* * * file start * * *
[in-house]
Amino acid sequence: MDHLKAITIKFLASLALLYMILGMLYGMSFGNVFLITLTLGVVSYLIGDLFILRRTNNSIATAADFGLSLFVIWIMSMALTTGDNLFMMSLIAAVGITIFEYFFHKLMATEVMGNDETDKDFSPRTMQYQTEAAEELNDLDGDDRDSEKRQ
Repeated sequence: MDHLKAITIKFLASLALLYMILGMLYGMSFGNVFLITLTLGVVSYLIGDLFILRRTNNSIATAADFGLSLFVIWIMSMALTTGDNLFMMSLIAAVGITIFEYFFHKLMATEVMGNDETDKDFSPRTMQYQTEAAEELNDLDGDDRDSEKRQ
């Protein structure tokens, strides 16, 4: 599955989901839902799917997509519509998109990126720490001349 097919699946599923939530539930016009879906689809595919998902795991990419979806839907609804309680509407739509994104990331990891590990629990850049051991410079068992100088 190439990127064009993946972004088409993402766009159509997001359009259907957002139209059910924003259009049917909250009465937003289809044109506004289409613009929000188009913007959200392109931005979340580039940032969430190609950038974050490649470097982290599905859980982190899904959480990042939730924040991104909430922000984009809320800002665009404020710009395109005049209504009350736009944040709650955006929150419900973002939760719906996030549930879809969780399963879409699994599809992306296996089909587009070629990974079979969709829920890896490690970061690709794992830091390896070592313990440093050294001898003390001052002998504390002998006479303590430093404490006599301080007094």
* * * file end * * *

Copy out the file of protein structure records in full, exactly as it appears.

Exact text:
[in-house]
Amino acid sequence: MDHLKAITIKFLASLALLYMILGMLYGMSFGNVFLITLTLGVVSYLIGDLFILRRTNNSIATAADFGLSLFVIWIMSMALTTGDNLFMMSLIAAVGITIFEYFFHKLMATEVMGNDETDKDFSPRTMQYQTEAAEELNDLDGDDRDSEKRQ
Repeated sequence: MDHLKAITIKFLASLALLYMILGMLYGMSFGNVFLITLTLGVVSYLIGDLFILRRTNNSIATAADFGLSLFVIWIMSMALTTGDNLFMMSLIAAVGITIFEYFFHKLMATEVMGNDETDKDFSPRTMQYQTEAAEELNDLDGDDRDSEKRQ
């Protein structure tokens, strides 16, 4: 599955989901839902799917997509519509998109990126720490001349 097919699946599923939530539930016009879906689809595919998902795991990419979806839907609804309680509407739509994104990331990891590990629990850049051991410079068992100088 190439990127064009993946972004088409993402766009159509997001359009259907957002139209059910924003259009049917909250009465937003289809044109506004289409613009929000188009913007959200392109931005979340580039940032969430190609950038974050490649470097982290599905859980982190899904959480990042939730924040991104909430922000984009809320800002665009404020710009395109005049209504009350736009944040709650955006929150419900973002939760719906996030549930879809969780399963879409699994599809992306296996089909587009070629990974079979969709829920890896490690970061690709794992830091390896070592313990440093050294001898003390001052002998504390002998006479303590430093404490006599301080007094």